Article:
Forty years on the field

By ROBERT LINNEHAN | The Cherry Hill Sun

Forty years ago this summer, the first young Little Leaguer picked up a bat and took his hacks in the inaugural season of the Cherry Hill Atlantic Little League. Forty years, several field expansions, a new snack bar, and a boom of young ballplayers participating every season later, the Atlantic League is looking forward to another 40 years of baseball in Cherry Hill.

It’s certainly gotten bigger since the first season in 1970, said little league President Charlie Miracola, as he looked back on the 40 years. Today the Atlantic League serves more than 700 boys and girls in their various divisions. The recent resurgence of the girls’ softball division in the league has done well to increase the numbers, he said.

In 1985, when Miracola first joined the league as a volunteer, he said the organization only had about 400 kids.

“We have over, including the girls’ softball, 700 kids in the league now. I remember going back many years ago and we only had a little over 400 kids in the league. Luckily we grew and there are still a lot of kids running around on our fields. They want to play baseball,” he said. “Sure we’ve had drop offs in past years because of interest in hockey, soccer, and other sports. But, with the popularity of girls’ softball, we’ve really picked up again. We have about 160 girls playing softball.”

A number of kids have gone on to play college baseball and a few even went on to play semi-professional baseball over the years, Miracola said. However, easily the most famous participant in the Atlantic League during its tenure was a young pitcher named Orel Hershiser, who played in the league for a summer before attending Cherry Hill High School East, Miracola said.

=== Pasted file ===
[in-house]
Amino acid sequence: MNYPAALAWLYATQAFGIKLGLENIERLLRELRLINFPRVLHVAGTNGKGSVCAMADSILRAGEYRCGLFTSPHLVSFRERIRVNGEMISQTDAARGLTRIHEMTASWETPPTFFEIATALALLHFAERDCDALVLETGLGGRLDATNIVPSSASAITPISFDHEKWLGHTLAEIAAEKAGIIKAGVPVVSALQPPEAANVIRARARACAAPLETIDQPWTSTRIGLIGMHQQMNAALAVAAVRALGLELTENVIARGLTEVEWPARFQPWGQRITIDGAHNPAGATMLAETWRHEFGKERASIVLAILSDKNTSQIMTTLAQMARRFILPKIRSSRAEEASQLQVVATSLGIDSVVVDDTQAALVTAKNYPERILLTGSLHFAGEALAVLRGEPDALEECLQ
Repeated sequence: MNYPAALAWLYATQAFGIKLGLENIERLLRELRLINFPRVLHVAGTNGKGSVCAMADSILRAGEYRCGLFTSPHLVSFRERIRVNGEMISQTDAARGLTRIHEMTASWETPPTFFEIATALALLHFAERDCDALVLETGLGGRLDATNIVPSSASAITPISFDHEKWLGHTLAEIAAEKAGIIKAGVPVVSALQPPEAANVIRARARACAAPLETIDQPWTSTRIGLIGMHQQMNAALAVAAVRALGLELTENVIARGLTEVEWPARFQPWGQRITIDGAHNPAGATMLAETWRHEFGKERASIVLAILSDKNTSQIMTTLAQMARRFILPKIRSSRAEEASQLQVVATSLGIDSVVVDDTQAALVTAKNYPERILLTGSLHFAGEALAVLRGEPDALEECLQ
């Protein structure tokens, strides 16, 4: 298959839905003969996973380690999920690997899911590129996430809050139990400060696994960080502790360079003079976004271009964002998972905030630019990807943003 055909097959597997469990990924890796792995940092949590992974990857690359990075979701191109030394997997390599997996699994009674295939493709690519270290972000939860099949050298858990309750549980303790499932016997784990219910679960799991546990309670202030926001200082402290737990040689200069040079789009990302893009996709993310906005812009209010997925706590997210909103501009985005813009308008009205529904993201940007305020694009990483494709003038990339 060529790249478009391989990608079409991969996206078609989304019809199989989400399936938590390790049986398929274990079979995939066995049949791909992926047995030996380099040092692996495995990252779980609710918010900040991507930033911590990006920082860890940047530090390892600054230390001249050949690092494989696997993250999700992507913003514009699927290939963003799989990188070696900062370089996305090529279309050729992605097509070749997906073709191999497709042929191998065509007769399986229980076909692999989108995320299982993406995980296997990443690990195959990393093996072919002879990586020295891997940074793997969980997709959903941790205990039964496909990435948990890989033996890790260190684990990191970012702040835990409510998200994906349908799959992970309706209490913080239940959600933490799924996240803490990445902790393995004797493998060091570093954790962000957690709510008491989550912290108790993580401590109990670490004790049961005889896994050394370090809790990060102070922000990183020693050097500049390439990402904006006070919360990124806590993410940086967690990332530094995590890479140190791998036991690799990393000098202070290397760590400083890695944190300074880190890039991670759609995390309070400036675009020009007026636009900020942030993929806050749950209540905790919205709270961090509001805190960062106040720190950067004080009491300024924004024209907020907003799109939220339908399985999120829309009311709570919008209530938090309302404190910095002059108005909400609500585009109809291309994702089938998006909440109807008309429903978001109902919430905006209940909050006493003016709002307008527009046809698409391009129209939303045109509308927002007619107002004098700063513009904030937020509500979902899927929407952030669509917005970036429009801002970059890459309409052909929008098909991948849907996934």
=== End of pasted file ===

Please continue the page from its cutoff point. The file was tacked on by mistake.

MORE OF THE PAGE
Hershiser of course went on to win more than 200 games in Major League Baseball, a Cy Young Award, and a World Series Championship with the Los Angeles Dodgers in 1988.

But what really matters are the kids, Miracola said. His biggest joy as a volunteer in the league has been to watch young athletes learn to love the game of baseball. Now, as the league gets older, it’s nice to see young athletes he coached come back to Cherry Hill and coach their own children, he said.

Greg Rubin, the current coach of the “A-Ball” Padres, grew up in Cherry Hill and participated in the league in the late 80s. His father, Howard Rubin, coached him when he was on the Cubs and now Greg coaches his own son, Nicholas, 7.

“I loved Little League. My father was my coach and it was a great experience. When I came over to the league, I didn’t think I was a very good player. But, after coming to Cherry Hill Atlantic, everything turned around with sports for me,” he said. “The kids there, we got along really well. I loved that league. I remember back then there was no snack bar, no bathrooms, and no working water.”

His father was the president of the league before Miracola, Rubin said, and had an intricate hand in helping to construct the current snack bar and restroom facility. He still comes to games to watch his grandchild play, Rubin said, and has continued on the tradition of buying the team hotdogs and sodas after each game.

The joy of seeing his own son run the base paths that he loved so much as a child has made him appreciate the league and the Cherry Hill community all that much more. Rubin lived in Egg Harbor Township for several years before coming back to Cherry Hill for the school system.

“When I came back last year, walking on the fields, walking around and seeing the banners and my old team’s banner still up in the field house, it was great. Now, watching my son come out in the same field, it’s absolutely amazing,” he said. “It’s amazing to give back to what was given to me.

“I love coaching and teaching the kids to love and learn the game of baseball.”

As long as there are still children out there looking to pick up a bat and a ball, the Atlantic League will still be there to teach them the fine art of a relay throw or a drag bunt.

Hot dogs and soda after each game isn’t too shabby either.